Review of Eryc Taylor Dance's 2016 Mexico Tour performances.

A New York Dance Company in Maya
El Universal, September 30, 2016
by Juan Hernandez
Few events occur like the one recently in Chocholá, Yucatan, where the Mayan
language is still spoken, and customs are far from those adopted from Mexico’s
western cities.
In that humid region, inhabited by men and women with “torn” eyes and earth
colored skin, the Eryc Taylor Dance Company arrived to celebrate 10 years of
creative work with the world premiere of five dances, and the same number of
solos by each of the companhy.
Mexican dancer and choreographer Cristobal Ocaña (director of Umbral
Danza Contemporánea and of the International Festival of Avant Garde Dance,
which takes place every year in Yucatán) asked the New York company, before
their public permances, to work with local youngsters in a “dance awareness
workshop”.
The result was peculiar if not surreal: Eryc Taylor and his dancers: AJ Guevara,
Graham Cole, Chris Bell, Nicole Baker and Timothy Patterson could not speak
using words the children understood. Instead they used the universal
language: that of the body.
Seldom could we expect to see a first-level dance company willing to work in
conditions that Terpsichore professionals wouldn’t even consider: a totally
unfamiliar environment with people of an alien and distant culture, the Maya.
The New York artists not only enjoyed this experience, they enriched it. They
established emotional bonds with the Mayan youth, and saw the children’s
sense of form and movement change to a worldview.
The results of this meeting was seen at the opening of the 17th International
Festival of Avant Garde Dance, in Chocholá, Yucatan, on an open-air stage in
front of the Municipal Palace.
The performance took place alongside the procession of our Patron Saint, the
noise of the fair and the colorful fireworks. The Eryc Taylor Dance Company
demonstrated a professionalism and a conviction that, through dance, one can
create a sense of community that accommodates cultural differences.
The dancers, of virtuoso technique and strong personalities, presented “Vive la
noche, Baila en el bosque” by Taylor in collaboration with the dancers, original
music by Gerald Busby, who has composed music for the Paul Taylor Dance
Company as well as Robert Altman’s film 3 Women (1977); costumes by Milan
DelVecchio; and lighting by Chris Annas-Lee; “Gran duo” by Taylor, Timothy
Patterson, Graham Cole and Nicole Baker, music by Billie Holiday, Nina Simone
and Sam Smith; “Canta para cello”, an idea by Taylor and collective creation of
the company, with music composed by Daniel Tobias and costumes by Scooter
LaForge (outstanding visual artist who, besides being a prominent
contemporary painter, dabbles in fashion, having made designs for singers like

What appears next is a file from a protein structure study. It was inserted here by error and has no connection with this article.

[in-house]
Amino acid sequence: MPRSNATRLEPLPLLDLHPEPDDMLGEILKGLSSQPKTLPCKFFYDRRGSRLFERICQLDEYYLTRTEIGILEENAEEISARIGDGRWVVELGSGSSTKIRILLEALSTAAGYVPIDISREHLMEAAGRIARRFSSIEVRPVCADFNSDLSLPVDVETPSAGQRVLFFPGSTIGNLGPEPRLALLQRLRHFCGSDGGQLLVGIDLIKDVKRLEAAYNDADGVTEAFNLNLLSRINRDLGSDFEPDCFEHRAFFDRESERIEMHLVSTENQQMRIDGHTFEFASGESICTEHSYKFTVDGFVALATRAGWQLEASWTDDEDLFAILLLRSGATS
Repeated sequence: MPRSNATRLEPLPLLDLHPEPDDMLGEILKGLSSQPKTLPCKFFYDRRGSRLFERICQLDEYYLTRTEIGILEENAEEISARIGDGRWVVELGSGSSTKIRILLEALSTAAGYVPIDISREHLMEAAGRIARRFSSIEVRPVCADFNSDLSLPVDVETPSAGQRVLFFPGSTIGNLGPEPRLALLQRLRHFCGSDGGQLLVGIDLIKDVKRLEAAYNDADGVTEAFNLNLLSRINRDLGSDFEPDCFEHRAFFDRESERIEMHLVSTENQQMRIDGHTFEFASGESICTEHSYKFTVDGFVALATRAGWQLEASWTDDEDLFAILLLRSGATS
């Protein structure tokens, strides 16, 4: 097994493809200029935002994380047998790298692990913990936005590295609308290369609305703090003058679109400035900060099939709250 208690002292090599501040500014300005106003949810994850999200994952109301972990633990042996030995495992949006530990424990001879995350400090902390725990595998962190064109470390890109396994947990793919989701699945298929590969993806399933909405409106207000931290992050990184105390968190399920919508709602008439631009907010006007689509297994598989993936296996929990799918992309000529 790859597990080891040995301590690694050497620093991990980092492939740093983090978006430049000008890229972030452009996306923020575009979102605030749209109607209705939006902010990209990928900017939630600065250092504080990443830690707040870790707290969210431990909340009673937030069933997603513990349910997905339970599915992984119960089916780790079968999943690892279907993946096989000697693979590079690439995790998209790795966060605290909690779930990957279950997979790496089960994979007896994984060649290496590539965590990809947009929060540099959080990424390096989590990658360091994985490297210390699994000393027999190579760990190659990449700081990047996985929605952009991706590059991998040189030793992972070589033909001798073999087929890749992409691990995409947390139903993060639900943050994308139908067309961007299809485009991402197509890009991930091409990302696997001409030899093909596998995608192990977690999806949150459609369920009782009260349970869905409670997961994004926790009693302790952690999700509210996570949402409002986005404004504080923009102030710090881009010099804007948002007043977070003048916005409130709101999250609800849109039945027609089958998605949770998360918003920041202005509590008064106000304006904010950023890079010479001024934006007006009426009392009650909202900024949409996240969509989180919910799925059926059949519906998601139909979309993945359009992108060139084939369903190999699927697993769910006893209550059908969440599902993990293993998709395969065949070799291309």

Rihanna, Beyoncé and Miley Cyrus); “Hacia la luz” by Taylor and company.
music by Hannah Schneider and costumes by Dav Burrington; and finally,
“Moda” a piece realized by the group of young people from the Chocholá
Municipal Ballet, Casa Crisal Refuge (who rehabilitates children and
adolescents who have suffered sexual abuse), Danzare Academy, Yairiane
Academy, the Oxkutzcab World of Ballet Academy and dancers from the IMA
School of Portugal.
The performance also took place at the Peón Contreras Theater, architectural
jewel of the white city, rooted in the 20th century, with classic columns, marble
staircases and a dome decorated with images of Greek muses, examples of the
architectural and academic eclecticism in vogue at the time.
The identity of the Eryc Taylor Dance Company can be defined by the creative
freedom that it offers its dancers to express themselves, to enhance their
personalities and tap into, to a large extent, their life experience.
In the solos “Carpe noctem”, by Aj Guevara; “Primero el último lugar”, by
Graham Cole; “Fan #1”, by Chris Bell; “Sin sangre”, by Timothy Patterson; and
“Cubo de amor, by Nicole Baker, the dancers and choreographers of each of
the pieces resort to the religious act of confession. In these works, the
performers express, through their recorded voice and body movements,
intimate aspects in relation to the battles to find their place in the world.
Dance in the Western world usually doesn’t allow the performers to actively
participate in the creation of a dance the way Eryc Taylor does. In this sense,
the New York company is the exception, while it demands of its members a
versatile, impeccable virtuosic technique. Eryc Taylor Dance also adapts
intuitively to unfamiliar environments and take creative risks.
The stage set by the Eryc Dance Company not only serves the rigors of
aesthetic design, it goes further: it approaches dance as an obligatory form of
communication with the people through the brightness and tragedy of human
expression. It builds ties that reunite the community, and offers an inhabitable
universes of rich diversity.